Researchers Report First Genome Scan for Drug Abuse
Results of a genome-wide search, or genome scan, by a team of researchers led by Dr. George Uhl, from the National Institute on Drug Abuse (NIDA) in Baltimore, Maryland, provide the first evidence that specific regions of the human genome differ between abusers of illegal drugs and nonabusers. The findings of Dr. Uhl and his colleagues are an important step toward identifying genes that affect a persons vulnerability or resistance to substance abuse, and offer hope for identifying individuals at high risk for addiction and matching abusers with the most effective treatments.
The researchers looked for differences in the frequency of 1,494 genetic variants known as SNPs (single nucleotide polymorphisms, or snips) between DNA samples from 667 unrelated individuals with a history of heavy drug use and 338 individuals with no significant lifetime use of any addictive substance (controls). Using the SNP markers, whose locations in the genome are known, the research team identified more than 40 regions across the genome that differ between drug abusers and controls in DNA samples from both European Americans and African Americans. Eight of these regions previously have been linked to alcohol or nicotine dependence, suggesting that genes in these regions contribute to individual vulnerability to abuse of multiple substances.
Studies have shown that genetic factors account for about half of human drug abuse vulnerability (environmental factors account for the other half), but researchers have not yet identified the individual genes that are involved. Once you identify the genes, then you can ask, What part does this specific gene play in the overall drug abuse problem? Dr. Uhl says. He hopes this research will provide knowledge about this genetic half of the problem that we can use to better match the preventions and the treatments to the people who are most likely to benefit from them.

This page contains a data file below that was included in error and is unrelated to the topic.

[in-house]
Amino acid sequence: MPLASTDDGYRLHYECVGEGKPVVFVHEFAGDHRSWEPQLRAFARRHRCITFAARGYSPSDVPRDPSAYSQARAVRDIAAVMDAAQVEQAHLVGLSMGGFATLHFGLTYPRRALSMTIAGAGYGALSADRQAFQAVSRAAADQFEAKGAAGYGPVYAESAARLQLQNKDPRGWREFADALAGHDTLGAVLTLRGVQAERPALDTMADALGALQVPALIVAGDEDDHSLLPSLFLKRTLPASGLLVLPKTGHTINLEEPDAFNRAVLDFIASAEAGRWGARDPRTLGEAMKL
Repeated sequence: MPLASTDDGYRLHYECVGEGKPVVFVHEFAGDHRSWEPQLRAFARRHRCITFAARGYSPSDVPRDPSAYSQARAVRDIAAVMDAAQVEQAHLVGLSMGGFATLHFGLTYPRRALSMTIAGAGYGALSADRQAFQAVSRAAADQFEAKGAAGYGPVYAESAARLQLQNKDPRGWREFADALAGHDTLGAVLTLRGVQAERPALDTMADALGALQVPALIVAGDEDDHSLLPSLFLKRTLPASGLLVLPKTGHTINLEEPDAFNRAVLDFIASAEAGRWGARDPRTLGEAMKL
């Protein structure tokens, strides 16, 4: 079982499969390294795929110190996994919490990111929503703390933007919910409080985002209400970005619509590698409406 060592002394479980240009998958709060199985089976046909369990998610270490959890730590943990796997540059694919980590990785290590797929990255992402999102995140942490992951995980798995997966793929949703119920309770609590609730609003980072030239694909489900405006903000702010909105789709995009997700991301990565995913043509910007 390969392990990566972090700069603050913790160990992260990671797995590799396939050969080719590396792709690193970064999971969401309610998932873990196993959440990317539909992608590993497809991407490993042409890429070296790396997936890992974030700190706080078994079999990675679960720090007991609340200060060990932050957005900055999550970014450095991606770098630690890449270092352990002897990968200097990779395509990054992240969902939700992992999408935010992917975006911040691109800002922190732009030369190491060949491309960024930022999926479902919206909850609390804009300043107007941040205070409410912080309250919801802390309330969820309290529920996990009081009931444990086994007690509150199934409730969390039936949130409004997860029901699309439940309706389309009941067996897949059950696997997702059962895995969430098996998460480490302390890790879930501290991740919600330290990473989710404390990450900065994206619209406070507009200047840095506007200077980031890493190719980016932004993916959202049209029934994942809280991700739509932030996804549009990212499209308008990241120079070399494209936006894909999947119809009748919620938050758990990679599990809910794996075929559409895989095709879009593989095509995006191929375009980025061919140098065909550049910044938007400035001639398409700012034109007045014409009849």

- WHAT IT MEANS: Scientists have known that genetic factors play a role in determining a persons vulnerability to substance abuse. The findings of this study identify specific regions of the human genome that may be involved, narrowing the search for genes that make a person more or less susceptible to addiction. Identifying these genes will shed light on the mechanisms of addiction and may make it possible to target treatments and prevention efforts to those individuals most likely to benefit.
The study by Dr. George Uhl, Dr. Qing-Rong (Tim) Liu, Ms. Donna Walther, and Ms. Judith Hess of the NIDA Intramural Research Program, and Dr. Daniel Naiman of the Johns Hopkins University appears in the December issue of the American Journal of Human Genetics.
Newly Discovered Receptor May Be Important In the Development of Antipsychostimulant Medications
Scientists at the Oregon Health and Science University have discovered and characterized a receptor for trace amines that may be instrumental in developing new antipsychostimulant medications.
The investigators characterized a G-protein-coupled receptor called trace amine receptor (TAR) which stimulates the production of cAMP when exposed to the trace amines tyramine, tryptamine, octopamine, and para-tyramine. This latter substance is structurally and functionally related to amphetamines.
Although TAR is found in humans, the scientists used rats to demonstrate that beta-PEA for beta-phenylethylamine, a substituted amphetamine that represents a class of hallucinogens that include mescaline, MDMA (known on the street as ecstasy), and MDA, is the substance that most increased the receptivity of TAR. This finding suggests that the effects of amphetamines may be mediated in part by the TAR receptor.
- WHAT IT MEANS: The results of this study indicate that the activation of TAR may be responsible for some of the psychological effects of psychostimulants; therefore, TAR may represent an important new target for the development of anti-psychostimulant medications.